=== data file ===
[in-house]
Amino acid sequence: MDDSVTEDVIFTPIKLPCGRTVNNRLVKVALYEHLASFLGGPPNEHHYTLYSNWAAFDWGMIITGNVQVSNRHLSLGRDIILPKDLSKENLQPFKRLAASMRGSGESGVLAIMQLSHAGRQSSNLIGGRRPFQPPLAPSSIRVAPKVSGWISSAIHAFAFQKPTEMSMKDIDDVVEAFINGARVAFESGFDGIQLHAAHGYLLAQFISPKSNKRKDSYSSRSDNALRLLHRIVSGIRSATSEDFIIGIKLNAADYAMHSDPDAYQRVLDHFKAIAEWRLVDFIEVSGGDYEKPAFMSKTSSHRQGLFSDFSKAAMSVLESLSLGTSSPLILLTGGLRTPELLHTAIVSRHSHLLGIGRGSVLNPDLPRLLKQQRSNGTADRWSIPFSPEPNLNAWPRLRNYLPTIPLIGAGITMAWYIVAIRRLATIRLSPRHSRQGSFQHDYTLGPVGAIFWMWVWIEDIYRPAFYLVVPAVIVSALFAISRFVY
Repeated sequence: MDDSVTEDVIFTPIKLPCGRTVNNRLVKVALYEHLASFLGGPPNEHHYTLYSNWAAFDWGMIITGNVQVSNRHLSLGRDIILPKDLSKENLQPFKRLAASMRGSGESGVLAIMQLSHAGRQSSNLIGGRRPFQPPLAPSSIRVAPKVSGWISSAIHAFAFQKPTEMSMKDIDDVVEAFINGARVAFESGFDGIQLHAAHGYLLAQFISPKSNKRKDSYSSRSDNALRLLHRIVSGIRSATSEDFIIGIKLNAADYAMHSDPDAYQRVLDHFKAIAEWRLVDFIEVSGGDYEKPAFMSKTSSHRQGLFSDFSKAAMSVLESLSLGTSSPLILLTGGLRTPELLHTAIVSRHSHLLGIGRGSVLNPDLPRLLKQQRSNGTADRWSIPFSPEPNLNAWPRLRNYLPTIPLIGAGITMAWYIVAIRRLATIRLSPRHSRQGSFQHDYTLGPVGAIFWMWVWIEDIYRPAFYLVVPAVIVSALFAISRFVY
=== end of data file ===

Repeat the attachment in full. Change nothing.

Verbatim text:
[in-house]
Amino acid sequence: MDDSVTEDVIFTPIKLPCGRTVNNRLVKVALYEHLASFLGGPPNEHHYTLYSNWAAFDWGMIITGNVQVSNRHLSLGRDIILPKDLSKENLQPFKRLAASMRGSGESGVLAIMQLSHAGRQSSNLIGGRRPFQPPLAPSSIRVAPKVSGWISSAIHAFAFQKPTEMSMKDIDDVVEAFINGARVAFESGFDGIQLHAAHGYLLAQFISPKSNKRKDSYSSRSDNALRLLHRIVSGIRSATSEDFIIGIKLNAADYAMHSDPDAYQRVLDHFKAIAEWRLVDFIEVSGGDYEKPAFMSKTSSHRQGLFSDFSKAAMSVLESLSLGTSSPLILLTGGLRTPELLHTAIVSRHSHLLGIGRGSVLNPDLPRLLKQQRSNGTADRWSIPFSPEPNLNAWPRLRNYLPTIPLIGAGITMAWYIVAIRRLATIRLSPRHSRQGSFQHDYTLGPVGAIFWMWVWIEDIYRPAFYLVVPAVIVSALFAISRFVY
Repeated sequence: MDDSVTEDVIFTPIKLPCGRTVNNRLVKVALYEHLASFLGGPPNEHHYTLYSNWAAFDWGMIITGNVQVSNRHLSLGRDIILPKDLSKENLQPFKRLAASMRGSGESGVLAIMQLSHAGRQSSNLIGGRRPFQPPLAPSSIRVAPKVSGWISSAIHAFAFQKPTEMSMKDIDDVVEAFINGARVAFESGFDGIQLHAAHGYLLAQFISPKSNKRKDSYSSRSDNALRLLHRIVSGIRSATSEDFIIGIKLNAADYAMHSDPDAYQRVLDHFKAIAEWRLVDFIEVSGGDYEKPAFMSKTSSHRQGLFSDFSKAAMSVLESLSLGTSSPLILLTGGLRTPELLHTAIVSRHSHLLGIGRGSVLNPDLPRLLKQQRSNGTADRWSIPFSPEPNLNAWPRLRNYLPTIPLIGAGITMAWYIVAIRRLATIRLSPRHSRQGSFQHDYTLGPVGAIFWMWVWIEDIYRPAFYLVVPAVIVSALFAISRFVY